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Population genetics and demographic resilience in three aquatic invertebrates

Macdonald, Hannah 2016. Population genetics and demographic resilience in three aquatic invertebrates. PhD Thesis, Cardiff University.
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Freshwater environments are threatened worldwide by external stressors and biodiversity decline, with major implications for ecosystem resilience. The genetic consequences so far have been neglected, especially for freshwater invertebrates, though their abundance, diversity, ease of sampling and functional importance renders them ideal candidates for genetic appraisal. For three freshwater invertebrates (Amphinemura sulcicollis, Isoperla grammatica and Baetis rhodani) novel microsatellite markers were developed so that genetic structure, and genetic diversity could be assessed throughout upland Wales. The aim was to investigate dispersal and the genetic response to environmental stressors. Genetic diversity in these species was compared to species diversity across whole macroinvertebrate assemblages to investigate what factors might cause a correlation between these fundamental levels of biodiversity. The demographic history of each species was also investigated with the aim of assessing whether reduced genetic diversity was due to bottlenecks and more broadly, what this indicates in terms of the populations’ resilience. Species differed in their genetic structure and genetic diversity. All three species showed effective dispersal and geneflow, with each species displaying panmixa across catchments in southern and mid-Wales. However, A. sulcicollis and I. grammatica revealed genetic isolation and reduced genetic diversity at specific northern sites. Genetic and species diversity were correlated positively only in A. sulcicollis, where isolation combined with a common driver were the likely cause. There was evidence of recent bottlenecks in all three species. All these results could be explained by an underlying genetic response to post-industrial acidification: reduced genetic diversity correlated significantly with acidity for A. sulcicollis, while reduced species diversity and genetic bottleneck signatures was consistent with chronic and episodic acidification across the Welsh region. Overall, these results show how a positive correlation between species and genetic diversity can never be assumed, and illustrate how assessments of genetic health expand insights available from traditional biodiversity assessment.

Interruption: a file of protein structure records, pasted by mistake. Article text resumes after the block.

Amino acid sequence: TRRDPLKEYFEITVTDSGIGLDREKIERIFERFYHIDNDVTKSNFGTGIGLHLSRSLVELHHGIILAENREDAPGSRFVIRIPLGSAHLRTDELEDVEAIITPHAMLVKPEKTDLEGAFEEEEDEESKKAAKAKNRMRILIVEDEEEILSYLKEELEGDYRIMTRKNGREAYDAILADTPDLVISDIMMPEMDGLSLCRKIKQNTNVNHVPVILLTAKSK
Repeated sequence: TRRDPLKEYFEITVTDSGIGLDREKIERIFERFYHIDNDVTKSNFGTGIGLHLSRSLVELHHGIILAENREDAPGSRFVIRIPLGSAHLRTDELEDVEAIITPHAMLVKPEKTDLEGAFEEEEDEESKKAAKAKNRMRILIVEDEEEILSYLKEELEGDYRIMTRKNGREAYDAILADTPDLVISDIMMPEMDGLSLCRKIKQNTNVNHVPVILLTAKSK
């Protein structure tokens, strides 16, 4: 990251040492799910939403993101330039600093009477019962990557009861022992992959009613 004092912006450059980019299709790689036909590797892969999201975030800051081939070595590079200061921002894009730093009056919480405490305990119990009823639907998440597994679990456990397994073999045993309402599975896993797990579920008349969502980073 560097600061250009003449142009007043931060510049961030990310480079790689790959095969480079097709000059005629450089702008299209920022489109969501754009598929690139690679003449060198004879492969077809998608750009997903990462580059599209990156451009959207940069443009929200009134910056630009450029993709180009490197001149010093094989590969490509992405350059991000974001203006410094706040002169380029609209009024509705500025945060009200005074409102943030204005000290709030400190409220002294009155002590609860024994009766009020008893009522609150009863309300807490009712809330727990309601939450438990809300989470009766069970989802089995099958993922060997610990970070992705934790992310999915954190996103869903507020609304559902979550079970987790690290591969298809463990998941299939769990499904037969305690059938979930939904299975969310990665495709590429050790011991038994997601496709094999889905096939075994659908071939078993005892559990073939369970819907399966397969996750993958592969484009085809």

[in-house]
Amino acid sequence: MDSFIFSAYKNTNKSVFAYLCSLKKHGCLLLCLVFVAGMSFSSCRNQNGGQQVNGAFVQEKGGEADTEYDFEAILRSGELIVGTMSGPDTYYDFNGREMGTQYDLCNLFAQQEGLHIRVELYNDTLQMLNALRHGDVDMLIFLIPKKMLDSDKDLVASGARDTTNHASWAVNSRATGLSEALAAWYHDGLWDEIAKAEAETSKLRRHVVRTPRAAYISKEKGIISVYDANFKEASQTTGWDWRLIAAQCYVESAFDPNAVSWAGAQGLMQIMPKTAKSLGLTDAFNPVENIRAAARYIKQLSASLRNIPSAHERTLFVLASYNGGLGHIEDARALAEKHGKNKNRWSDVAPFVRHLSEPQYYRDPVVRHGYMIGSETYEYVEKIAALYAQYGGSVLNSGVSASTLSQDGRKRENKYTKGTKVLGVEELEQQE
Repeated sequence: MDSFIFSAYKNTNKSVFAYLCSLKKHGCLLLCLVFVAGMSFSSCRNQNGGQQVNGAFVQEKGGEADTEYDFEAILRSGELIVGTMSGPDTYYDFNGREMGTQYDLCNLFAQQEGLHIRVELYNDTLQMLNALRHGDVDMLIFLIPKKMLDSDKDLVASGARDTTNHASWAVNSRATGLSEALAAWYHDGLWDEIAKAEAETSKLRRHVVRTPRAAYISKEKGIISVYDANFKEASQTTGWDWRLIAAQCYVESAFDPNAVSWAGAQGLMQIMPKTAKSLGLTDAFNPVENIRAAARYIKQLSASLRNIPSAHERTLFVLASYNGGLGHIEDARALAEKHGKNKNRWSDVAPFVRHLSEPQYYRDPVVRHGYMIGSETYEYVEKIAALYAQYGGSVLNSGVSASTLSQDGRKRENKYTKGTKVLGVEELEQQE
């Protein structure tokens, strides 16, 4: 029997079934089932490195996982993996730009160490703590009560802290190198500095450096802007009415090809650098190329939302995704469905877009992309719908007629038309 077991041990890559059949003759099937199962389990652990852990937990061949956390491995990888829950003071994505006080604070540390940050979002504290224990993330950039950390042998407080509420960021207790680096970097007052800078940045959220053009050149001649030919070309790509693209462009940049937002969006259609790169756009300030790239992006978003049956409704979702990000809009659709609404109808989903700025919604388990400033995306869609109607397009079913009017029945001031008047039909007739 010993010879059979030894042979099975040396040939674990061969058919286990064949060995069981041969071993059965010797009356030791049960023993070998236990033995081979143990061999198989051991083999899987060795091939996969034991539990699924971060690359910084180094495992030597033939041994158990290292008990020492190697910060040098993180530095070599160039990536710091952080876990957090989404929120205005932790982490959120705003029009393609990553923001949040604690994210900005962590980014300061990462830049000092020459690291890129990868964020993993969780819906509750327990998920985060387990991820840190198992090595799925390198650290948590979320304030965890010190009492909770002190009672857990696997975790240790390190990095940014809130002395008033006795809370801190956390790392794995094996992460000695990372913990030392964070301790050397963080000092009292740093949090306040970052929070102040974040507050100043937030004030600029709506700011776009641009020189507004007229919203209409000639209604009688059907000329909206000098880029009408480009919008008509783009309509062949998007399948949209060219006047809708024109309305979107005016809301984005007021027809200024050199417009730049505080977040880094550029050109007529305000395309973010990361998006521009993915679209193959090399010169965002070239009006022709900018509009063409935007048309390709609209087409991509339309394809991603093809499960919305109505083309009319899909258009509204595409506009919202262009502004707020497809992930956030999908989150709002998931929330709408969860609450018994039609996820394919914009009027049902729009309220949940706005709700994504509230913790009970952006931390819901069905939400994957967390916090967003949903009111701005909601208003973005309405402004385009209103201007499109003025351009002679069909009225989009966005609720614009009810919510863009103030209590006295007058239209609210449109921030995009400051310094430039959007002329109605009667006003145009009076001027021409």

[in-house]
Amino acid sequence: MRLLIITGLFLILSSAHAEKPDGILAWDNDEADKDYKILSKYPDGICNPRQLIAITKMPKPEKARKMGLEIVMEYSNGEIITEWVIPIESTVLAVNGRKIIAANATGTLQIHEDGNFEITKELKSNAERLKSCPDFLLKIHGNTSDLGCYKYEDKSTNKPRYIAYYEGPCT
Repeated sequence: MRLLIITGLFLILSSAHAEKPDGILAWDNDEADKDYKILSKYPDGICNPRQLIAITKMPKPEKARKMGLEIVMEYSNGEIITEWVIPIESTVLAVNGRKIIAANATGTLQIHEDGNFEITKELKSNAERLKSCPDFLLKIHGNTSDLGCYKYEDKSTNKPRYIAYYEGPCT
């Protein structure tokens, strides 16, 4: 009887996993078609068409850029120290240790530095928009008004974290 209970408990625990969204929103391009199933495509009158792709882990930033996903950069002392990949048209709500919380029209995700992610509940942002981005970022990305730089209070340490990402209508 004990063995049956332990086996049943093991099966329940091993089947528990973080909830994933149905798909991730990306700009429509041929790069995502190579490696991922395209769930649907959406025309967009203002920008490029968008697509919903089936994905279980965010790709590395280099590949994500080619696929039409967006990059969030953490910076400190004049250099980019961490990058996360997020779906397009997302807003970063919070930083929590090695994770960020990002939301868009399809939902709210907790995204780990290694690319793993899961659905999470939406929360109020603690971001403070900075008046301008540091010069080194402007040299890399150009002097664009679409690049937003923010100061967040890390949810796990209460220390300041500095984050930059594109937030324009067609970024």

Item Type: Thesis (PhD)
Status: Unpublished
Schools: Biosciences
Subjects: Q Science > QH Natural history > QH301 Biology
Q Science > QH Natural history > QH426 Genetics
Funders: The President Research scholarship from Cardiff University, NERC DURESS project
Date of First Compliant Deposit: 9 May 2017
Last Modified: 04 Jun 2017 09:49

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